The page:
Forensics C

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Re: Forensics C

Post by kek16 » May 3rd, 2019, 4:36 pm

I'm not going to nats but I was just curious, how do you guys practice for forensics over the summer?

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Re: Forensics C

Post by wec01 » May 3rd, 2019, 5:20 pm

kek16 wrote:I'm not going to nats but I was just curious, how do you guys practice for forensics over the summer?
If you are willing to spend the money you can buy a lot of the materials online through Science Olympiad or other companies. You can surprisingly even get cheap equipment and make it work (I have a cheap, plastic, battery-powered microscope which works alright for practicing). Still, some of the setup is unreasonable, especially the bunsen burners, but I've heard of people being a little sketchy and using a stovetop (probably not recommended though).

I'm not sure if this is a viable option, but maybe some schools or labs would let you go over the summer to practice? Still, it seems like it would be a hassle to arrange, if at all possible.
2019 Division C Nationals Medals:
4th place Fossils
5th place Sounds of Music
2nd place Thermodynamics

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Re: Forensics C

Post by c21k » May 6th, 2019, 7:18 am

wec01 wrote:
kek16 wrote:I'm not going to nats but I was just curious, how do you guys practice for forensics over the summer?
If you are willing to spend the money you can buy a lot of the materials online through Science Olympiad or other companies. You can surprisingly even get cheap equipment and make it work (I have a cheap, plastic, battery-powered microscope which works alright for practicing). Still, some of the setup is unreasonable, especially the bunsen burners, but I've heard of people being a little sketchy and using a stovetop (probably not recommended though).

I'm not sure if this is a viable option, but maybe some schools or labs would let you go over the summer to practice? Still, it seems like it would be a hassle to arrange, if at all possible.
Yeah, the stove top seems really sketchy...also using a bunch of chemicals in your kitchen...depending on your parents this may be seen as unacceptable. I won't be competing anymore in the future--Div D now :'( --but i'll be in the lab before the school year ends to take videos of each chemical burning and reacting with HCl, Benedicts, Iodine, and testing pH for future competitors look at in order to prep during the summer. I know it's not ideal, but at least they will be familiar with what everything at least LOOKS like and how to conceptually run the tests.

For fibers, I'll probably do something similar, but time is a factor so i'll have to see if I even get around to doing it. As for the microscopic images, we usually just look up a BUNCH of images online and get very familiar with them. Plastics, to be honest, I've never felt the need to practice, but that's just me. If you really wanted to, you could obtain all the different density solutions and plastics to test.

(I've also made an evil move and took away the cheatsheet from this year --- i made it -- and told my forensics partner to make his own for the next season because it'll help him learn. I don't know if this was a smart move at all on my part but I guess we'll see ¯\_(ツ)_/¯ )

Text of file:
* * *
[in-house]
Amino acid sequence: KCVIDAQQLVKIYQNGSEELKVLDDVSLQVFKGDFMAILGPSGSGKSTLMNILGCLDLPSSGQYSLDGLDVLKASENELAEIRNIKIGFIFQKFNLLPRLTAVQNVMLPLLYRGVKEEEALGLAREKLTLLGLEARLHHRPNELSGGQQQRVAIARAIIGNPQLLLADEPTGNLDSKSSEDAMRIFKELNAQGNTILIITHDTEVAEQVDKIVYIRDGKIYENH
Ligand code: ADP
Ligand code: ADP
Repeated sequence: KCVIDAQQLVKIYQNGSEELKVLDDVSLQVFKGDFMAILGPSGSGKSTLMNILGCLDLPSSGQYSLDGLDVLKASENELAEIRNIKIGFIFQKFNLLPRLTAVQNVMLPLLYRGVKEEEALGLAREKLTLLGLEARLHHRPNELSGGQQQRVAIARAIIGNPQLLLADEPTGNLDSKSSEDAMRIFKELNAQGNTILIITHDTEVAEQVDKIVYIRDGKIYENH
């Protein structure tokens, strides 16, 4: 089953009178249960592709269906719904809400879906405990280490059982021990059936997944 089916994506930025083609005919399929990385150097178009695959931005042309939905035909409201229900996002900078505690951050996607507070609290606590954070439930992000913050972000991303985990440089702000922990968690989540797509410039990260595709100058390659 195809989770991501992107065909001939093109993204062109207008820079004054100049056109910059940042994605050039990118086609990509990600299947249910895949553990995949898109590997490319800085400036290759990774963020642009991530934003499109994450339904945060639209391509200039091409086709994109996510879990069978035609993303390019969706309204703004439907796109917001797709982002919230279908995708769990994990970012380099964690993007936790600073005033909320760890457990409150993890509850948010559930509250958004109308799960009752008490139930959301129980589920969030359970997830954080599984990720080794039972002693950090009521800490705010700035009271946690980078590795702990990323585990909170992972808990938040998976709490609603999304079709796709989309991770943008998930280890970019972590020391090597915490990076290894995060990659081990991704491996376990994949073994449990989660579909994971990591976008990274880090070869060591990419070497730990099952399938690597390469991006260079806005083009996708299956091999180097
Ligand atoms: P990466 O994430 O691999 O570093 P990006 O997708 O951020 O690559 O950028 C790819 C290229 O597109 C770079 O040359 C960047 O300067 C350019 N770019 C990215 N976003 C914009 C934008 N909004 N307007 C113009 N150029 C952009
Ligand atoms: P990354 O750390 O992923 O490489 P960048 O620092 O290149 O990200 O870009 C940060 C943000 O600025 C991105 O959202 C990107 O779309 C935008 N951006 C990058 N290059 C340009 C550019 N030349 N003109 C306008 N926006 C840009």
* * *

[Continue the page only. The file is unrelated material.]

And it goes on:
Forensics 3/4, Sounds 1/2, Fossils 2/8, MP 2/6, Mouse 1/7
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Re: Forensics C

Post by fastllama » May 9th, 2019, 6:53 pm

I did the NSO forensics test from last year and was wondering if anybody who's had experience doing forensics at nationals would be willing to help out an inexperienced competitor :')

This is a weird question, but I wanted to ask because I usually id sucrose immediately based on its crystals. Have they ever given you sucrose (or what you thought to be sucrose since you wouldn't have gotten your tests back) in powdered sugar form?

In one of my tests, I've noticed that Ammonium Chloride produces lots of smoky wisps in the bunsen burner flame test and Calcium Nitrate completely turns into water?? I tested it repeatedly and found consistent results. However, I thought that was strange since I've never seen that written in any notes online. We only recently got a bunsen burner to practice, so we had only been using an alcohol burner and didn't observe these effects. Has anyone else had experiences with the powders reacting this way?

For fiber burn tests, do we use a bunsen burner or a separate flame?

How do you perform paint chromatography and identify the fluorescence and wavelength? Like what is the actual procedure?

The fingerprint labeling/identification section was very very hard to see in last year's test. Maybe it was just the printing, but how did you guys do it? The mass specs were also hard to read, but it was just extremely small. Are the pictures of these on the actual test usually clearer somehow? I just don't understand how anyone could be able to see them based on the pictures on the test.

--Thank you so much!

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Re: Forensics C

Post by wec01 » May 10th, 2019, 10:54 am

fastllama wrote:I did the NSO forensics test from last year and was wondering if anybody who's had experience doing forensics at nationals would be willing to help out an inexperienced competitor :')

This is a weird question, but I wanted to ask because I usually id sucrose immediately based on its crystals. Have they ever given you sucrose (or what you thought to be sucrose since you wouldn't have gotten your tests back) in powdered sugar form?

In one of my tests, I've noticed that Ammonium Chloride produces lots of smoky wisps in the bunsen burner flame test and Calcium Nitrate completely turns into water?? I tested it repeatedly and found consistent results. However, I thought that was strange since I've never seen that written in any notes online. We only recently got a bunsen burner to practice, so we had only been using an alcohol burner and didn't observe these effects. Has anyone else had experiences with the powders reacting this way?